Chaga mushrooms grow on the trunks of the birch tree and are technically a fungus. They grow in the cold climates of Siberia, Northern Europe and North America and aren’t reminiscent of any mushroom we might’ve consumed – in fact, they’re quite the opposite.\nSaid to resemble something between burnt charcoal and a lump of dirt, Chaga mushrooms look like a woody growth, which is called a conk, protruding from the bark of their host tree. They can therefore be easily missed but cut open this wood-like fungus, and you’ll reveal a soft, orange flesh inside.\nDon’t let their less-than-beautiful appearance put you off, Chaga mushrooms have many health benefits and have been used as a medicinal mushroom in Siberia and across Asia for generations. They’re now increasing in popularity as a food supplement in the west as we cotton onto their health benefits.\nChaga mushrooms: fast facts\n\nChaga mushrooms are a fungus, and they grow in cold climates on the bark of birch trees.\nThey’ve been used as a medicinal mushroom in folk and traditional medical practices in Asia and Alaska for centuries.\nChaga mushrooms are rich in vitamins, minerals and antioxidants that support the health of the immune system and have anti-inflammatory and anti-ageing benefits.\nTraditionally, Chaga was, and still is, consumed as a tea or a tincture, but Chaga capsules are available that can be taken as a food supplement.\nChaga mushrooms are medicinal and do not cause any hallucinogenic or psychoactive effects.\n\nWhat are the health benefits of Chaga mushrooms?\nChaga mushrooms are rich in fibre and antioxidants, whilst being low in calories, making them a popular food supplement, with various health benefits.\nSupports the immune system\n\nThe immune system is a complex system of molecules, cells, tissue, and organs, and it’s our defence system against invading bacteria, viruses and parasites. White blood cells are a critical part of the immune system, and when an invading organism is detected, the immune system signals that an attack is imminent by releasing chemicals called cytokines. Cytokines then stimulate the production of white blood cells.\nThere is evidence to suggest that Chaga mushrooms may help to manage the production of cytokines, helping to stimulate our immunity’s communication systems. Studies into this area are continuing but look promising for Chaga mushrooms and their ability to support the health of the immune system.\nAnti-inflammatory properties\nNot all cytokines are beneficial – some cytokines are harmful and studies suggest that compounds in Chaga mushrooms help to prevent the production of these harmful varieties. In doing so, this helps to reduce inflammation.\nA build-up of inflammation in the body can lead to chronic inflammatory diseases such as heart disease, type 2 diabetes, and obesity. \nAnti-ageing properties\n\nChaga mushrooms are rich in antioxidants that help to neutralise unstable molecules of oxygen called free radicals. Free radicals can cause damage to our cells, including our skin cells, especially as we age.\nThis so-called oxidative stress can lead to visible signs of ageing including wrinkling, skin sagging and a decline in the texture and appearance of the skin. Therefore, in theory, Chaga mushrooms could help to reduce these visible signs of ageing.\nWhilst no studies have been carried out to prove or disprove this theory since the antioxidants in Chaga mushrooms can neutralise free radicals, it’s likely they’ll have a positive effect on ageing skin.\nPotential benefits to cholesterol and blood sugar levels\nAnimal studies have found that extracts of Chaga mushrooms can both lower blood sugar levels and cholesterol levels, helping to manage diabetes and lower our risk of developing heart disease respectively.\nIt’s thought that these properties are down to Chaga mushrooms being a rich source of antioxidants. Human studies are needed, however, to see if the same result can be replicated to benefit our own health.\nCan Chaga mushrooms cause side effects?\nSince Chaga mushrooms may have the ability to lower blood sugar levels, it’s not recommended that those taking insulin to manage their diabetes consume Chaga.\nChaga mushrooms may also interfere with medications that regulate blood clotting, so it’s not advised that you consume them if you have any condition that affects the way your blood clots.\nThere have been no studies that have fully analysed the effect of taking Chaga mushroom supplements on a regular basis. However, with no known side effects for most people, they’re generally considered safe for regular consumption. It isn’t recommended that they’re used by pregnant or breastfeeding women as their safety hasn’t yet been established.\nHow can I consume Chaga mushrooms?\nIt’s not common for Chaga mushrooms to be eaten fresh, as they’re so unlike any other mushroom we use in cooking.\nInstead, Chaga has always traditionally been consumed as a tea or a tincture. Chaga mushroom powders are available that can be made into tea with warm water. Or you can use whole fresh or dried Chaga mushrooms, grated into a fine powder to be brewed.\n\nMaking your own preparations using Chaga mushrooms might be a little time consuming for a busy lifestyle. But you can still reap the rewards by taking a Chaga mushroom capsule such as these organic Chaga mushroom capsules from Mushrooms 4 Life. Chaga food supplements can vary in potency, so always check the label for the correct serving size.\nStudies continue into this medicinal mushroom to see just how many health benefits it may have, and it’s an interesting area of research. In the meantime, taking Chaga mushroom supplements as part of a healthy diet and lifestyle is seen as beneficial. Chaga mushrooms do not have a sedating effect, so they can be taken any time of day.\nAs with any food supplement, it may take up to three months to notice any health benefits, but you may experience an improvement in your susceptibility to infection and disease along with an improvement in the appearance of your skin.\nJoin us to get updates and special deals monthly:\n\n \n\n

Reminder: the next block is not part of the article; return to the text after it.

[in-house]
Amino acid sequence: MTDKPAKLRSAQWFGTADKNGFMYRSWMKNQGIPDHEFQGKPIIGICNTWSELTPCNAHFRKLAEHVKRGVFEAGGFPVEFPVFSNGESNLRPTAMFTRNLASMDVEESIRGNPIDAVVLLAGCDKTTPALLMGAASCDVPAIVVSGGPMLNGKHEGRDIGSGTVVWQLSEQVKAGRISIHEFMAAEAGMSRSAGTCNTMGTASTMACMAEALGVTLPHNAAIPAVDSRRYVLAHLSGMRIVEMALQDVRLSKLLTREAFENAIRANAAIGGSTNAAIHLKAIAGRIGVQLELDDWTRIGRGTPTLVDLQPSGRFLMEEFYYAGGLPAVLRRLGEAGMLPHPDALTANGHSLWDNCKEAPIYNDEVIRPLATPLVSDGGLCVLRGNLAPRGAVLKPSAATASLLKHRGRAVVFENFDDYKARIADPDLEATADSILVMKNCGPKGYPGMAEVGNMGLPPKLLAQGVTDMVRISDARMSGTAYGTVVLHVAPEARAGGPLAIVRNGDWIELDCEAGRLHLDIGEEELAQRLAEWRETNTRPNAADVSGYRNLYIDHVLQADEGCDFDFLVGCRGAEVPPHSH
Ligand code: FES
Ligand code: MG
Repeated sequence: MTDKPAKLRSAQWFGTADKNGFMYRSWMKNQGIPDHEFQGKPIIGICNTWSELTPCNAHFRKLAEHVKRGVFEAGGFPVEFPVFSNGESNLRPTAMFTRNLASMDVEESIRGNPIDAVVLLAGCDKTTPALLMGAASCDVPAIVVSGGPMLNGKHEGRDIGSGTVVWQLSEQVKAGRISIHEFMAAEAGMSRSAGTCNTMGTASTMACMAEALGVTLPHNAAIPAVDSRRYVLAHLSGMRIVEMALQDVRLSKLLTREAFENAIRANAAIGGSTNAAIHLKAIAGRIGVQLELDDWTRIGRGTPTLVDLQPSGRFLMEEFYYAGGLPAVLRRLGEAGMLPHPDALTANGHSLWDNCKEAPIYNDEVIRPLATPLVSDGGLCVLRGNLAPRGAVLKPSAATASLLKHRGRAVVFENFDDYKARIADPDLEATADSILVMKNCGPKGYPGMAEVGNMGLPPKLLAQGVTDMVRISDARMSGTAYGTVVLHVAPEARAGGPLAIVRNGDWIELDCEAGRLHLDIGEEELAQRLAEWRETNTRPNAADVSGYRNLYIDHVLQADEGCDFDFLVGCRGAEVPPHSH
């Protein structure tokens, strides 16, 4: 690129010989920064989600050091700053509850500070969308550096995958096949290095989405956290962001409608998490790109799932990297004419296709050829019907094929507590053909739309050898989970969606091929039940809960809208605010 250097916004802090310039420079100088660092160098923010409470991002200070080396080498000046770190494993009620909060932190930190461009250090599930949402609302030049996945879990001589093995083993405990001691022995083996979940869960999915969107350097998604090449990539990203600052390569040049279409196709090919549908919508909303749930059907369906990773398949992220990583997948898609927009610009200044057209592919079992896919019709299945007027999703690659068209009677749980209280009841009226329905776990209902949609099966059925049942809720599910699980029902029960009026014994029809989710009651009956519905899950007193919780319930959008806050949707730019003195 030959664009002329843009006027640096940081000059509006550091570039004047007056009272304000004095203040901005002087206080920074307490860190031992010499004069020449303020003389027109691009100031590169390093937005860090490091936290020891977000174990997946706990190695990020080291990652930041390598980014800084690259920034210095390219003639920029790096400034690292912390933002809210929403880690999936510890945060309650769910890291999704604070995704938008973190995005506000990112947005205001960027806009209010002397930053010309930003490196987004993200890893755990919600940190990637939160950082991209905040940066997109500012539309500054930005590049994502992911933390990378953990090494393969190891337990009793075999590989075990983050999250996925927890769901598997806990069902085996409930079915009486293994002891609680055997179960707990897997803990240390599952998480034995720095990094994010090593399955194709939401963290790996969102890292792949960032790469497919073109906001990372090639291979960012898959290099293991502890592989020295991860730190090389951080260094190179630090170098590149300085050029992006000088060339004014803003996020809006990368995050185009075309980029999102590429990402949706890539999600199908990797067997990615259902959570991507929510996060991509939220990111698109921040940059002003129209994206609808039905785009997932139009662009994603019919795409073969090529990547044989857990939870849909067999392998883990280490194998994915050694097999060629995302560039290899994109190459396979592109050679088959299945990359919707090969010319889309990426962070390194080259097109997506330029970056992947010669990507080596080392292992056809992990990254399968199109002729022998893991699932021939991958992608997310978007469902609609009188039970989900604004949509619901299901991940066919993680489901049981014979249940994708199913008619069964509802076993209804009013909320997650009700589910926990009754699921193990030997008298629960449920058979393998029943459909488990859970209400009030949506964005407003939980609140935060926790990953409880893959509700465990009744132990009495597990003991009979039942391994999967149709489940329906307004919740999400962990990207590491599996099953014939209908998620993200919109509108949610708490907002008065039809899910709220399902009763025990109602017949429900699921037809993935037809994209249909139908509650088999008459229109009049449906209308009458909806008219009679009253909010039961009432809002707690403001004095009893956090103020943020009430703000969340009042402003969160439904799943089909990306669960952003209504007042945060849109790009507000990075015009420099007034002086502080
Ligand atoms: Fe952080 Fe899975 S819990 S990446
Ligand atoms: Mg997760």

Hannah de Gruchy
Health and wellness author and biologist specialised in sustainability, nutrition and eco-living.